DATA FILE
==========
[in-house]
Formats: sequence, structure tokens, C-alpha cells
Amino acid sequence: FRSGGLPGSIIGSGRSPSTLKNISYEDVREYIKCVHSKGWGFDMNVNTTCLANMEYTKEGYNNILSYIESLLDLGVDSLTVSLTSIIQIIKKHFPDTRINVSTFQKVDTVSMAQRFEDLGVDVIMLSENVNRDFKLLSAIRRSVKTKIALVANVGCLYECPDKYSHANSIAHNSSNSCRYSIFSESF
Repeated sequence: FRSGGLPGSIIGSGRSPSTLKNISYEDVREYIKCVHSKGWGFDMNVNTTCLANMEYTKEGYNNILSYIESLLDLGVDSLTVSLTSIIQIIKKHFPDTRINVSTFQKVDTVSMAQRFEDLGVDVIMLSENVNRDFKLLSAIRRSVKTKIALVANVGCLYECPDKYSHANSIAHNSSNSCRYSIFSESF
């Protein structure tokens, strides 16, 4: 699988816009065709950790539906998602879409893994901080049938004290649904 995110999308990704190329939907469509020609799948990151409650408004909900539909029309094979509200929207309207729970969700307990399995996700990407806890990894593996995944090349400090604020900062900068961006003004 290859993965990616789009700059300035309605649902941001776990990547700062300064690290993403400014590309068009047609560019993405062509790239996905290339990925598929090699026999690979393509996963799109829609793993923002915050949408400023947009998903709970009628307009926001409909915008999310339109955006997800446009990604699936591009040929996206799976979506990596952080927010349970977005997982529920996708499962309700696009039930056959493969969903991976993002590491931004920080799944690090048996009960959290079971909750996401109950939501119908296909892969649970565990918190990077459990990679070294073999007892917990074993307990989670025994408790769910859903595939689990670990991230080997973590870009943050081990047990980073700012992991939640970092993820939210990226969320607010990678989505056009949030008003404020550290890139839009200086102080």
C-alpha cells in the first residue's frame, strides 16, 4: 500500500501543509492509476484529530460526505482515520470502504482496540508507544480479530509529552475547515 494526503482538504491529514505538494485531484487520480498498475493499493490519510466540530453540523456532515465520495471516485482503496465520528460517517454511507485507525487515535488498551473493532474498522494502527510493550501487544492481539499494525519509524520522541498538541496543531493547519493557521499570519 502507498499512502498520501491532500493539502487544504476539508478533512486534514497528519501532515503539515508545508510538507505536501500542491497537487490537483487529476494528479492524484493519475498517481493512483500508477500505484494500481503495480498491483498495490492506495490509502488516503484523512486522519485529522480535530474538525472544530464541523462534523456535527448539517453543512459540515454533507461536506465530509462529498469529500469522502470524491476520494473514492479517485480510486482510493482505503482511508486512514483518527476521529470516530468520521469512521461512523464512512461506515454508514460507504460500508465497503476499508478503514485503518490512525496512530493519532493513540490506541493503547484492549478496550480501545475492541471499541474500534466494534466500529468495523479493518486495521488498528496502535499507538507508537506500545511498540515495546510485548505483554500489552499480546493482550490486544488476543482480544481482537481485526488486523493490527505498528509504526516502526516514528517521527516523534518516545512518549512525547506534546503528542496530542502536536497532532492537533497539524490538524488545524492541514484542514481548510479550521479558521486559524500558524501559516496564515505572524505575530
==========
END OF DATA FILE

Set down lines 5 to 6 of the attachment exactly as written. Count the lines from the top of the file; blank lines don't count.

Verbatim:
């Protein structure tokens, strides 16, 4: 699988816009065709950790539906998602879409893994901080049938004290649904 995110999308990704190329939907469509020609799948990151409650408004909900539909029309094979509200929207309207729970969700307990399995996700990407806890990894593996995944090349400090604020900062900068961006003004 290859993965990616789009700059300035309605649902941001776990990547700062300064690290993403400014590309068009047609560019993405062509790239996905290339990925598929090699026999690979393509996963799109829609793993923002915050949408400023947009998903709970009628307009926001409909915008999310339109955006997800446009990604699936591009040929996206799976979506990596952080927010349970977005997982529920996708499962309700696009039930056959493969969903991976993002590491931004920080799944690090048996009960959290079971909750996401109950939501119908296909892969649970565990918190990077459990990679070294073999007892917990074993307990989670025994408790769910859903595939689990670990991230080997973590870009943050081990047990980073700012992991939640970092993820939210990226969320607010990678989505056009949030008003404020550290890139839009200086102080």
C-alpha cells in the first residue's frame, strides 16, 4: 500500500501543509492509476484529530460526505482515520470502504482496540508507544480479530509529552475547515 494526503482538504491529514505538494485531484487520480498498475493499493490519510466540530453540523456532515465520495471516485482503496465520528460517517454511507485507525487515535488498551473493532474498522494502527510493550501487544492481539499494525519509524520522541498538541496543531493547519493557521499570519 502507498499512502498520501491532500493539502487544504476539508478533512486534514497528519501532515503539515508545508510538507505536501500542491497537487490537483487529476494528479492524484493519475498517481493512483500508477500505484494500481503495480498491483498495490492506495490509502488516503484523512486522519485529522480535530474538525472544530464541523462534523456535527448539517453543512459540515454533507461536506465530509462529498469529500469522502470524491476520494473514492479517485480510486482510493482505503482511508486512514483518527476521529470516530468520521469512521461512523464512512461506515454508514460507504460500508465497503476499508478503514485503518490512525496512530493519532493513540490506541493503547484492549478496550480501545475492541471499541474500534466494534466500529468495523479493518486495521488498528496502535499507538507508537506500545511498540515495546510485548505483554500489552499480546493482550490486544488476543482480544481482537481485526488486523493490527505498528509504526516502526516514528517521527516523534518516545512518549512525547506534546503528542496530542502536536497532532492537533497539524490538524488545524492541514484542514481548510479550521479558521486559524500558524501559516496564515505572524505575530